One day in troubled lives
by Owen McCafferty
Review by John Gross, The Sunday Telegraph, 20 April 2003
At the Cottesloe Theatre, the actors, 21 of them, sit in the front row of the stalls. They take turns to come forward on to the stage in twos or threes or small groups. Basic furnishings - an office desk, a shop counter, a pub bar -are hauled on and off to establish the setting. It's a summer day in Belfast, and, Owen McCafferty's Scenes from the Big Picture presents us with a dawn-to-dusk panorama of life in one part of the city. The exact area is never specified. Nor is it made dear whether the characters are Protestants or Catholics. Nobody talks polities. But political violence casts its shadow nonetheless. Two feuding brothers, brought together by the death of their father, find a cache of arms buried in his allotment. A couple are haunted by the death of their son in a sectarian shooting 15 years ago: the body has never been found.
More indirectly, you can see the social and economic damage which conflict has caused. Drug-taking is rife, for instance, a dealer gets knee-capped, And beyond that there are what might be called ordinary troubles; illness, infidelity, the woes that flesh is heir to even in more settled parts of the world.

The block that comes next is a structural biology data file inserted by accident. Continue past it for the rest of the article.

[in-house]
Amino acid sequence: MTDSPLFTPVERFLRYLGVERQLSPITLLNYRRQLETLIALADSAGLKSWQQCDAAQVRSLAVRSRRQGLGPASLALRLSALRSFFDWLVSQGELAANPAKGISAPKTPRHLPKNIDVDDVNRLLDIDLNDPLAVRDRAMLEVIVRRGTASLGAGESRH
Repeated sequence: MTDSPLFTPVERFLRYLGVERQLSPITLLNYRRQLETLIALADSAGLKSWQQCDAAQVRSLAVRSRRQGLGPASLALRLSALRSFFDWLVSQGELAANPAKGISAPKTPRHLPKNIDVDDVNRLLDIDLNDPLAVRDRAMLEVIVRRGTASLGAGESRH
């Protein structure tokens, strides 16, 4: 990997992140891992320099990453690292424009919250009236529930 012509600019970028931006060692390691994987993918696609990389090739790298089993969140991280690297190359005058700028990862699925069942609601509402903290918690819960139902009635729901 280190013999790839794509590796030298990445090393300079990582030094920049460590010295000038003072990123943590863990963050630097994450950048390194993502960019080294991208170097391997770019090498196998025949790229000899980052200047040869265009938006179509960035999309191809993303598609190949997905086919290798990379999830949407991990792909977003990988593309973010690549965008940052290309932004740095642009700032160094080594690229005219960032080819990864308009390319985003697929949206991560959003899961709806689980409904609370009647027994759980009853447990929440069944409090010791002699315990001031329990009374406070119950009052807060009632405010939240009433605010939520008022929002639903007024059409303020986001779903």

Each character or couple is locked into a separate: drama, but in the course of the day their stories jostle together and intersect. The criss-crossing is spelt out. particularly clearly whenever a phone is used: the off-stage caller materialises and addresses whomever he is calling face to face.
Packing in so much carries its risks. The problems come in such thick profusion that there is sometimes a suggestion of Eastenders or Brookside. But the author's skill and sense of reality win out. Brief though your glimpses of the characters are, you are caught up in their lives. You never feel that the action is skimped.
Peter Gill's excellent production gives each of the. actors a chance to shine, though a few of them make an especially vivid impression — John Normington as a harassed shopkeeper and June Watson as his cancer-stricken wife; Dermot Crowley and Frances Tomelty as the parents whose son was shot; Karl Johnson as a pub cadger; Ron Donachie as his burly drinking companion, a hard man who is not as hard as he looks.
The younger characters are on the whole less strongly characterised than the older ones, but Kathy Kiera Clarke is unforgettable as the drugdealer's pathetic wisp of girlfriend. The scene where she is beaten. up, which could so easily have seemed gratuitous, is horribly convincing.
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